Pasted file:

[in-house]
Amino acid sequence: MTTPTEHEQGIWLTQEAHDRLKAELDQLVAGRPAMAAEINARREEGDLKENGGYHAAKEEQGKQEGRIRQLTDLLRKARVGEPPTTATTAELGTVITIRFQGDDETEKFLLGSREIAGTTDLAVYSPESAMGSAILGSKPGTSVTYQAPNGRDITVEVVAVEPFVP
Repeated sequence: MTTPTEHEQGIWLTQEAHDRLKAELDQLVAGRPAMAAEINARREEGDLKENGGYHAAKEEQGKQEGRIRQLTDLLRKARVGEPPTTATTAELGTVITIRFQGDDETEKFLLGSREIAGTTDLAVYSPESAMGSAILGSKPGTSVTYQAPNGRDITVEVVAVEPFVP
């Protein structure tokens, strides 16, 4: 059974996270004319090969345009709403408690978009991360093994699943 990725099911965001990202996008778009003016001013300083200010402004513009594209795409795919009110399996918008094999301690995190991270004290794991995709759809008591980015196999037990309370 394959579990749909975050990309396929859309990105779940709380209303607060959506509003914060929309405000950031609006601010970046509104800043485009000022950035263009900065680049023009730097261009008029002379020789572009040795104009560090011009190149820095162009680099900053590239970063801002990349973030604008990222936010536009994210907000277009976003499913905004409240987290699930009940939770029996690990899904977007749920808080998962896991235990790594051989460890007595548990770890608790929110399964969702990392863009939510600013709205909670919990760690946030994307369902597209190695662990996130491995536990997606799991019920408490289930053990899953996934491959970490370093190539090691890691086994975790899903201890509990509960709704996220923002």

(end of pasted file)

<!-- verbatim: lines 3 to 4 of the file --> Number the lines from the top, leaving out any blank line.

Repeated sequence: MTTPTEHEQGIWLTQEAHDRLKAELDQLVAGRPAMAAEINARREEGDLKENGGYHAAKEEQGKQEGRIRQLTDLLRKARVGEPPTTATTAELGTVITIRFQGDDETEKFLLGSREIAGTTDLAVYSPESAMGSAILGSKPGTSVTYQAPNGRDITVEVVAVEPFVP
């Protein structure tokens, strides 16, 4: 059974996270004319090969345009709403408690978009991360093994699943 990725099911965001990202996008778009003016001013300083200010402004513009594209795409795919009110399996918008094999301690995190991270004290794991995709759809008591980015196999037990309370 394959579990749909975050990309396929859309990105779940709380209303607060959506509003914060929309405000950031609006601010970046509104800043485009000022950035263009900065680049023009730097261009008029002379020789572009040795104009560090011009190149820095162009680099900053590239970063801002990349973030604008990222936010536009994210907000277009976003499913905004409240987290699930009940939770029996690990899904977007749920808080998962896991235990790594051989460890007595548990770890608790929110399964969702990392863009939510600013709205909670919990760690946030994307369902597209190695662990996130491995536990997606799991019920408490289930053990899953996934491959970490370093190539090691890691086994975790899903201890509990509960709704996220923002």